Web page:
Too much of a bad thing can be good in brain tumors

DNA mutations can cause cancer but in some cases, more mutations may mean a better prognosis for patients. A Yale-led comprehensive genomic analysis of more than 700 brain tumors has revealed one such subtype of the most malignant brain tumor, called glioblastoma, or GBM. This subtype possesses thousands of tumor-specific DNA errors or mutations instead of dozens observed in most glioblastoma cases. It is also associated with longer survival.

The findings, reported in Journal Neuro-Oncology, suggest it may be possible to develop personalized treatments for more aggressive forms of brain cancer, including immunotherapy for these hyper- or ultra-mutated tumors, said Murat Günel, professor and chair of neurosurgery, who leads the Brain Tumor Research Program at Yale and Smilow Cancer Hospital at Yale-New Haven Hospital.

“We have been able to translate various complementary cutting-edge genomic technologies, which were once solely research tools, to our clinical programs to analyze individual cancers,” said Günel, who is also a professor of genetics and a researcher for the Yale Cancer Center. “We can now gain comprehensive understanding of the molecular make-up of a cancer to pinpoint specific vulnerabilities and leverage these weak spots for precision treatments in our Recurrent Brain Tumor Treatment Program.”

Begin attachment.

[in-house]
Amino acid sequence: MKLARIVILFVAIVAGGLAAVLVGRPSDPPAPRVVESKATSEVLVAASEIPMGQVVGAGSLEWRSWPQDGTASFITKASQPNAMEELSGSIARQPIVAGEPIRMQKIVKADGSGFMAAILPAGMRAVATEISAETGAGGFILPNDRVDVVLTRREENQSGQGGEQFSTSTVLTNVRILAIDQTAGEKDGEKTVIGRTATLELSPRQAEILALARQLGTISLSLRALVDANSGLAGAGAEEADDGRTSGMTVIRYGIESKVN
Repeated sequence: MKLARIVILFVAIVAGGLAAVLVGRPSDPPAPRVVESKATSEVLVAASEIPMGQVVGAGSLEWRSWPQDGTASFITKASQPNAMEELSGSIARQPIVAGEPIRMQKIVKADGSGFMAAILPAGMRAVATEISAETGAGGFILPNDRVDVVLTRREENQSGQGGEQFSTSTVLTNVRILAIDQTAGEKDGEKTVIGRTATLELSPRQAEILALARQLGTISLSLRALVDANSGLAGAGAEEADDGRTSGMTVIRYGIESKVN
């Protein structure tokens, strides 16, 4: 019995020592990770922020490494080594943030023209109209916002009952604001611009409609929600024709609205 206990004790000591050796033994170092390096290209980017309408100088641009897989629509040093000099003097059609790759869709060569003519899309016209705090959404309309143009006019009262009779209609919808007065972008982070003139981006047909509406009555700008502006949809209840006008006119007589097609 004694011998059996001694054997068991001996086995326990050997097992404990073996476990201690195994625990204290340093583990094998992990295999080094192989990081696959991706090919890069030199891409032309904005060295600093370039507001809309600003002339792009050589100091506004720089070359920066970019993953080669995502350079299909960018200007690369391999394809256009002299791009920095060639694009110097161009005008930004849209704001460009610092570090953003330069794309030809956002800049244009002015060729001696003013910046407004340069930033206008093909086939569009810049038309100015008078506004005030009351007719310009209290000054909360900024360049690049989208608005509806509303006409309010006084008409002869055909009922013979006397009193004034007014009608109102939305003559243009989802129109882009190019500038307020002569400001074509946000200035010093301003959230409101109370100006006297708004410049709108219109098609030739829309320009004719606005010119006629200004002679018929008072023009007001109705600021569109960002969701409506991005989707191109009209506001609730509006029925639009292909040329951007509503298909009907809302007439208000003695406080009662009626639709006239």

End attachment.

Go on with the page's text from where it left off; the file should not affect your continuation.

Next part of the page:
While as many as 10,000 mutations were found in the newly described subset of glioblastomas, a more typical tumor contains less than 100. This counterintuitive pattern has also been observed in gynecological and colon cancers: An extraordinary number of mutations means a better chance of survival.

One theory holds that cells with greater number of mutations are able to trigger an aggressive immune system response against cancer cells, while cells with fewer mutations might escape detection, Gunel said.  

Although the number of GBMs in this newly identified group is small, the use of standard chemotherapy in some cases has been shown to inadvertently result in a hyper-mutated tumor. Indeed, the drug temozolomide, used as the first line of chemotherapy in GBM, has been shown to sometimes increase mutations.

“But perhaps the naïve immune system is not strong enough to eliminate the cancer cells in these brain tumors,” Gunel noted. 

However, if a new generation of immunotherapy drugs called checkpoint inhibitors were used in these hyper-mutated tumors, perhaps more cancer cells might be targeted for destruction, he said. Clinical trials currently underway might be improved by considering the molecular genetic make-up of the individual tumor, he concluded.

The Gregory Kiez and Mehmet Kutman Foundation funded the work.

Zeynep Erson-Omay and Ahmet Okay Çağlayan from Yale co-first authored the paper.

(Image by Michael S. Helfenbein. Photo via Shutterstock)